Stability of vitamin A in dry season supplements

Callaghan, M.J., Parker, A.J., and Edwards, L.J. (2013) Stability of vitamin A in dry season supplements. In: Proceedings of the Northern Beef Research Update Conference. p. 159. From: Northern Beef Research Update Conference , 12-15 August 2013, Cairns, QLD, Australia.

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Abstract

Introduction: High perinatal calf mortality associated with gestational vitamin A deficiency has been reported during extended dry seasons in the Mitchell grass rangelands (Hill et al. 2009). Adding vitamin A to supplements may aid prevention however it is inherently sensitive to degradation. Stability depends upon the manufacturing conditions (heat, moisture and pH), oxidising potential of ingredients and storage conditions (Shurson et al. 2011). The objective of this study was to determine the stability of Vitamin A when included in dry season supplements manufactured using different methods.

Methods: Three commercially available dry season supplements were manufactured using contrasting manufacturing methodologies; loose lick (LL), molten blocks (MB) and cold pour blocks (CB). All supplements were blended in a horizontal ribbon mixer. The LL supplements were decanted directly into 25 kg bags. The MB mixture was transferred to a heat jacketed mixing vessel, and then poured into cardboard cartons at 90°C prior to hardening. Manufacturing of CB used a patented manufacturing method (IP No. 725349) under ambient temperature. The major ingredients in LL and MB were salt (275 - 300 g/kg as fed) and urea (250 - 300 g/kg). Composition of CB included 200 g/kg molasses, 150 g/kg urea and 100 g/kg salt. Rovimix® A 1000 (DSM) was included in each supplement to deliver 40 000 iu vitamin A/day. Expected concentrations were 240,335,270 iu Vitamin A/g for LL, MB and CB respectively. Samples were collected at day 0, 90 and 180 to determine Vitamin A status.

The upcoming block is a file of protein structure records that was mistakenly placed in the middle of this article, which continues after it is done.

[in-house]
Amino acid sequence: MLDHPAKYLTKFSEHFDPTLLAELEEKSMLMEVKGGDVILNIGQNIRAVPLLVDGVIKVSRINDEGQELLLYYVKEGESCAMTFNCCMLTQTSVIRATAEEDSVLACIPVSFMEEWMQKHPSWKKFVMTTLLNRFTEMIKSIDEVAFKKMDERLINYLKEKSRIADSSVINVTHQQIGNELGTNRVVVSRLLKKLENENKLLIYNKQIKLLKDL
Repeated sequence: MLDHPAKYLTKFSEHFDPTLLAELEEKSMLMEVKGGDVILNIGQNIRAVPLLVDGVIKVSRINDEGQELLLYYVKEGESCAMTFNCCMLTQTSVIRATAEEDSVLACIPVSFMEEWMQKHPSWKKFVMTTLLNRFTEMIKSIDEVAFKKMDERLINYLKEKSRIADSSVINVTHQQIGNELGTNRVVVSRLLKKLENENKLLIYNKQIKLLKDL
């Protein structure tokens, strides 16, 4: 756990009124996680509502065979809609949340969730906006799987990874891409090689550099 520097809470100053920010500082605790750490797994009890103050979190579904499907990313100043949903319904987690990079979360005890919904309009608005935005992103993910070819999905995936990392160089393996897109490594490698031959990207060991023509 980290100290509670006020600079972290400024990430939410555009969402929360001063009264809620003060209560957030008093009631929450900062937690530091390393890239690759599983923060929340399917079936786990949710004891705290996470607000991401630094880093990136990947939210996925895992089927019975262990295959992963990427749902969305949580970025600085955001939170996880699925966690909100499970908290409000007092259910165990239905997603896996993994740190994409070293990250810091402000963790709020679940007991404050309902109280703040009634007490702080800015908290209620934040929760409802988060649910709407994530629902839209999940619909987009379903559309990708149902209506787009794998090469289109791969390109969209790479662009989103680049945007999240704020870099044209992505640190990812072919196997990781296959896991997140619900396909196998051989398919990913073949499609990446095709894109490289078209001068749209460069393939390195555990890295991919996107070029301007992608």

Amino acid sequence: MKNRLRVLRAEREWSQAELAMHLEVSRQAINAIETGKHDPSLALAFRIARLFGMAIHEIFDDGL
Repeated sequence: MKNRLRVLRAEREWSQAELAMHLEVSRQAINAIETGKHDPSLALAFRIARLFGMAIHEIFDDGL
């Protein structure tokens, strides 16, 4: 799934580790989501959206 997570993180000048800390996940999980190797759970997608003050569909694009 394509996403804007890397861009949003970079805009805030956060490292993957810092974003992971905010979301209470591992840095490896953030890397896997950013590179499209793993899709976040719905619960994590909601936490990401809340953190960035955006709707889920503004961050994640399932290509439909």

Results and Discussion: Vitamin A degradation was both immediate and extensive for LL and MB relative to target concentrations (see Table 1). The levels decreased between manufacturing and day 90 for LL and MB (P<0.05), approaching the limit of detection by 180 days. Vitamin A concentrations of CB remained stable for the duration of the trial. The use of a CB manufacturing process is likely to have greater efficacy than either LL or MB when attempting to deliver vitamin A via dry season supplements.

Item ID: 28840
Item Type: Conference Item (Abstract / Summary)
Keywords: vitamin A, retinol, cattle, supplements, Bos indicus
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Funders: Ridley AgriProducts Pty Ltd
Date Deposited: 25 Feb 2014 01:49
FoR Codes: 07 AGRICULTURAL AND VETERINARY SCIENCES > 0702 Animal Production > 070204 Animal Nutrition @ 100%
SEO Codes: 83 ANIMAL PRODUCTION AND ANIMAL PRIMARY PRODUCTS > 8303 Livestock Raising > 830301 Beef Cattle @ 100%
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